It’s been a few months since I’ve been on the air. There is absolutely no better news I could come off my sabbatical with than that the Keystone XL pipeline project is dead. President Obama this morning announced the US rejection of the application. There is enormous significance in this on several levels: Continue reading
I am sorry to say I’ve been off the air for too many weeks. It’s been a busy Spring, culminating in a week-long trip to Berlin with my graduate students to take a live and in-color look at German clean tech. I will be following up here with some reporting on that. Great stuff! Stay tuned. Plus there’s other news on which I will add my two cents, including the recent G7 talks and the upcoming encyclical from Pope Francis. Continue reading
I wrote here recently about Tom Steyer and his mission to stop the pipeline. He, along with Bill McKibben, 350.org, the Sierra Club, and a growing universe of activists are building what we all hope is an inarguable case against the pipeline and the tar sands. We are trying to make the movement against KXL inexorable.
Don’t believe Tom Steyer? How about 21 Nobel peace and science laureates? They’re against the tar sands too and want the EU to immediately implement its Fuel Quality Directive. This would ban tar sands oil from Europe.
Last Saturday’s “Draw the Line” events around the country have further galvanized the movement against the Keystone XL project and the Alberta tar sands development. We had a great turnout in New York City. I had the privilege of speaking at the rally in Battery Park before it headed uptown for some demos along the march route then another rally at the South Street Seaport.
Here’s a video of me at the rally. There’s still a little fire left, it appears, in this old activist.
I’ve written here a number of times about the Alberta tar sands and the Keystone XL, and going back a few years as well at my old Foreign Policy Association blog. Ryan Lizza, a great political analyst and writer, wrote a fascinating update recently at The New Yorker: The President and the Pipeline. Not only does Lizza bring us up to date on the politics of the pipeline, but he profiles one of the key players in the mix today: Tom Steyer. Steyer is an activist with a difference – he’s got financial resources and many like-minded friends with similar resources. He’s got the ear of President Obama. He’s an increasingly influential force in Democratic party politics. He also founded the Steyer-Taylor Center for Energy Policy and Finance at Stanford Law School, along with his equally high-powered wife, Kat Taylor. (I interviewed the executive director there, Dan Reicher, for my book, when Dan was still at Google.) Steyer is, in short, somebody I’m glad to have in my foxhole with me. Continue reading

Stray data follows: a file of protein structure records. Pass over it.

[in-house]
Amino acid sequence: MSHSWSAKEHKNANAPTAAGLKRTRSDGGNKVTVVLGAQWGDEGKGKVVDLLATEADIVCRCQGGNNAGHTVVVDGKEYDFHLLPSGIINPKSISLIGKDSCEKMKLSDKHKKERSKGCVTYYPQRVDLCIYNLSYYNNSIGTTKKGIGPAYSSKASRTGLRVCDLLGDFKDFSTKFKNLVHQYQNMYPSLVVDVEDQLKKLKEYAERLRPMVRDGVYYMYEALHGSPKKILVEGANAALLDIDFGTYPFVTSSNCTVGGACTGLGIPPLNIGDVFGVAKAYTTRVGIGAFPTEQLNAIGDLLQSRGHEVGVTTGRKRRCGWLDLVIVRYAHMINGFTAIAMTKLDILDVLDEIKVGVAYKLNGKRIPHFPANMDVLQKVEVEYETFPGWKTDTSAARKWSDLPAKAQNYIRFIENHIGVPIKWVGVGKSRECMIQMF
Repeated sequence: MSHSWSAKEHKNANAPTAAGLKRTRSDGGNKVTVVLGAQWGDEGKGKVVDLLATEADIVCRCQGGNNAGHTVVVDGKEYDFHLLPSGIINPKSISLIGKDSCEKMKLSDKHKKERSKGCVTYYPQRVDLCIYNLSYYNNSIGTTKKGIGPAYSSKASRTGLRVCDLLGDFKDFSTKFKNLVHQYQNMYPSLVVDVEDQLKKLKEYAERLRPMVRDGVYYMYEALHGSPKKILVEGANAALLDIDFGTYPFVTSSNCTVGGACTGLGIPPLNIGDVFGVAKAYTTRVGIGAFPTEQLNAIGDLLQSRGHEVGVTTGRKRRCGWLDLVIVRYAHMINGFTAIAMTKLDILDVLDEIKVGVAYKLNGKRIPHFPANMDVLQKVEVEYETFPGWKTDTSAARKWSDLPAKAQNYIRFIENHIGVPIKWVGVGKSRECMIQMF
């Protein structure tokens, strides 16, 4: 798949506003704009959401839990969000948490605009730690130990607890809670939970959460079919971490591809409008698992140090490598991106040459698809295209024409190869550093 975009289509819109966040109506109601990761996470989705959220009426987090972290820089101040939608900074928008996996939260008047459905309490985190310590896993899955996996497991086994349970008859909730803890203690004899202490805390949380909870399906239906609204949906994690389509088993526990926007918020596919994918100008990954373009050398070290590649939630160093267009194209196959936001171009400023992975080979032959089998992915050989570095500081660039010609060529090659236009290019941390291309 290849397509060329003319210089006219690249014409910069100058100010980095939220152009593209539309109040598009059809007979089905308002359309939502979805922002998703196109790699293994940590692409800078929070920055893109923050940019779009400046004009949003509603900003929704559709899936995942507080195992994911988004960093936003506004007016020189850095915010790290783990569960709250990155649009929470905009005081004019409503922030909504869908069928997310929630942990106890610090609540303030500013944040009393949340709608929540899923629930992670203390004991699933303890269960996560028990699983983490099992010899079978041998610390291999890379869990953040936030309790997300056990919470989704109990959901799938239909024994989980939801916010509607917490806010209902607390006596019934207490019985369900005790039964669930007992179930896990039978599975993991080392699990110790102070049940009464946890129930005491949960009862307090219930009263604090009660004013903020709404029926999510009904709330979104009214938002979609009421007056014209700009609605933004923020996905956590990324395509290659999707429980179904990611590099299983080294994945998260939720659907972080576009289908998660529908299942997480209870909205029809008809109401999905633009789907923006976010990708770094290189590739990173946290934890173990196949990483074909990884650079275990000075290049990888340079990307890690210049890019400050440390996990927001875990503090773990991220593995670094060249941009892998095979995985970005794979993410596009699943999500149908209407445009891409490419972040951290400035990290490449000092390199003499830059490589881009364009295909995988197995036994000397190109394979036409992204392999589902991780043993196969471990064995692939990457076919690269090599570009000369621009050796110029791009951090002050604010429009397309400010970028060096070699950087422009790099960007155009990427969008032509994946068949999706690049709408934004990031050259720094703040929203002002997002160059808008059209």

As promised, the President gave a major speech today on how to fight the climate crisis and move us forward to a much more sustainable energy economy. The three main components of the plan are to mitigate the production of greenhouse gas gases, to help the country’s cities and states, citizens and businesses adapt to the impacts of climate change, and to lead on international efforts to confront the climate crisis. The White House has provided an excellent infographic detailing the plan, with the full report here as well. Continue reading
There has certainly been a tremendous amount of activity surrounding the Keystone XL pipeline project – as there should be: It’s a big test for the environmental movement and, frankly, for the Obama Administration. If approved and built, the KXL will give a tremendous boost to the economic prospects for Canadian tar sands. If denied, the permit will, at the same time, be a serious body blow to the further development of the tar sands and, perhaps more importantly, provide a hugely important signal from Barack Obama that he is deadly serious about solving the climate crisis. Beating back KXL will also be a historic victory for us treehuggers. Continue reading
I have written a few times here and a good number of times at my old blog for the Foreign Policy Association about the many and diverse reasons why the Alberta tar sands are a pox. You may agree. If so, you should be on your horse to get your comments into the US Department of State to tell them that the Keystone XL pipeline project, which will substantially enable further development of this planetary insult, should not be approved. Please go right away to the link here from 350.org and register your comments. The comment period ends soon! Continue reading
There was a gathering of the tribes in Washington yesterday to give support – also known as political cover – to President Obama so that he can just say “No!” to the permit for the Keystone XL pipeline and, by extension, Canadian tar sands development. Why should he say no? The pipeline would enable the expansion of one of the world’s most environmentally destructive projects and that expansion makes no sense if we are to reduce our carbon footprint and, as President Obama has vowed, turn the tide on the climate crisis. The President said, in his State of the Union address last week: “…for the sake of our children and our future, we must do more to combat climate change.” Continue reading
The Keystone XL pipeline is a travesty. Indeed the whole idea of the Alberta tar sands should be, at this late date, anathema. However, never let it be said that the oil companies and their henchpersons, in Canada and the U.S., are able to actually even consider the health of the planet and the natural environment of the regions in which they operate. Continue reading